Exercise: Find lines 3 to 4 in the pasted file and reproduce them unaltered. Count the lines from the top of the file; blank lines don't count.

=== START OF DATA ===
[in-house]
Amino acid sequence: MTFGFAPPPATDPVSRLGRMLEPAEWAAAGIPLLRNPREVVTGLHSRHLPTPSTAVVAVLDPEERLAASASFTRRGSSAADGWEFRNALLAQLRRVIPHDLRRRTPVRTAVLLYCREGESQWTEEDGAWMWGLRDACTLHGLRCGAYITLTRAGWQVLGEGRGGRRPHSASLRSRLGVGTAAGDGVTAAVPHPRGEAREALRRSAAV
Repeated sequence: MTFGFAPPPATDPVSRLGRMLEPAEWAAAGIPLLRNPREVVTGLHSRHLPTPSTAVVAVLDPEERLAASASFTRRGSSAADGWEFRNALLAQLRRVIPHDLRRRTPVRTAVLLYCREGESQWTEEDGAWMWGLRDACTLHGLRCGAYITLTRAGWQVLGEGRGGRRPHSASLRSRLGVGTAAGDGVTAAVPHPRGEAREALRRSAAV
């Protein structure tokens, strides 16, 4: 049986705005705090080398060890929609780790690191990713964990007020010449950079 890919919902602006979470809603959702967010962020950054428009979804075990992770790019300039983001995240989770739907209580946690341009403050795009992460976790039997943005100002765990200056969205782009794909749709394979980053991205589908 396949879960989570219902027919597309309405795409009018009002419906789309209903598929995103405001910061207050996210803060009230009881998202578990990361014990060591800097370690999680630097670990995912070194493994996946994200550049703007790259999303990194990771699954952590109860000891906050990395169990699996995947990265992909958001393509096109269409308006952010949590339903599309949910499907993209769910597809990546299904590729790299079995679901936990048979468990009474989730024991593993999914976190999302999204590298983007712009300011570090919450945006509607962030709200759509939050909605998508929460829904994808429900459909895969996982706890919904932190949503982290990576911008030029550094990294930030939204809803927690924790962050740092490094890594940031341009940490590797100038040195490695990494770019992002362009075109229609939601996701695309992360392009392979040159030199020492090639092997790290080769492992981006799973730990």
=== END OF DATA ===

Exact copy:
Repeated sequence: MTFGFAPPPATDPVSRLGRMLEPAEWAAAGIPLLRNPREVVTGLHSRHLPTPSTAVVAVLDPEERLAASASFTRRGSSAADGWEFRNALLAQLRRVIPHDLRRRTPVRTAVLLYCREGESQWTEEDGAWMWGLRDACTLHGLRCGAYITLTRAGWQVLGEGRGGRRPHSASLRSRLGVGTAAGDGVTAAVPHPRGEAREALRRSAAV
């Protein structure tokens, strides 16, 4: 049986705005705090080398060890929609780790690191990713964990007020010449950079 890919919902602006979470809603959702967010962020950054428009979804075990992770790019300039983001995240989770739907209580946690341009403050795009992460976790039997943005100002765990200056969205782009794909749709394979980053991205589908 396949879960989570219902027919597309309405795409009018009002419906789309209903598929995103405001910061207050996210803060009230009881998202578990990361014990060591800097370690999680630097670990995912070194493994996946994200550049703007790259999303990194990771699954952590109860000891906050990395169990699996995947990265992909958001393509096109269409308006952010949590339903599309949910499907993209769910597809990546299904590729790299079995679901936990048979468990009474989730024991593993999914976190999302999204590298983007712009300011570090919450945006509607962030709200759509939050909605998508929460829904994808429900459909895969996982706890919904932190949503982290990576911008030029550094990294930030939204809803927690924790962050740092490094890594940031341009940490590797100038040195490695990494770019992002362009075109229609939601996701695309992360392009392979040159030199020492090639092997790290080769492992981006799973730990």